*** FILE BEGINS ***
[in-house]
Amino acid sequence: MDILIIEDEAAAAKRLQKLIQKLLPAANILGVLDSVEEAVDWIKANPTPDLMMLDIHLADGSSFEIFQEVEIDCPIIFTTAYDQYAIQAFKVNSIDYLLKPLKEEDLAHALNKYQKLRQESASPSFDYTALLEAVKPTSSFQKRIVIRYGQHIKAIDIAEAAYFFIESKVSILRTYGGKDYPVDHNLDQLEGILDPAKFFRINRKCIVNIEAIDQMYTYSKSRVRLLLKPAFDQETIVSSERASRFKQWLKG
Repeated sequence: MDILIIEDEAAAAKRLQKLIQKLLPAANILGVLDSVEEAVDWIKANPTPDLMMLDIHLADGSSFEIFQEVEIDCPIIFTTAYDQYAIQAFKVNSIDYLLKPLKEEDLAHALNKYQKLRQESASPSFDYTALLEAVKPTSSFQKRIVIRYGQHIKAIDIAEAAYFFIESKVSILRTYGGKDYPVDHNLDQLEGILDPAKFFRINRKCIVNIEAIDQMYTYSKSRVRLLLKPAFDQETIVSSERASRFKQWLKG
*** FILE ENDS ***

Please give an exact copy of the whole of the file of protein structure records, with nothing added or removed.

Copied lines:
[in-house]
Amino acid sequence: MDILIIEDEAAAAKRLQKLIQKLLPAANILGVLDSVEEAVDWIKANPTPDLMMLDIHLADGSSFEIFQEVEIDCPIIFTTAYDQYAIQAFKVNSIDYLLKPLKEEDLAHALNKYQKLRQESASPSFDYTALLEAVKPTSSFQKRIVIRYGQHIKAIDIAEAAYFFIESKVSILRTYGGKDYPVDHNLDQLEGILDPAKFFRINRKCIVNIEAIDQMYTYSKSRVRLLLKPAFDQETIVSSERASRFKQWLKG
Repeated sequence: MDILIIEDEAAAAKRLQKLIQKLLPAANILGVLDSVEEAVDWIKANPTPDLMMLDIHLADGSSFEIFQEVEIDCPIIFTTAYDQYAIQAFKVNSIDYLLKPLKEEDLAHALNKYQKLRQESASPSFDYTALLEAVKPTSSFQKRIVIRYGQHIKAIDIAEAAYFFIESKVSILRTYGGKDYPVDHNLDQLEGILDPAKFFRINRKCIVNIEAIDQMYTYSKSRVRLLLKPAFDQETIVSSERASRFKQWLKG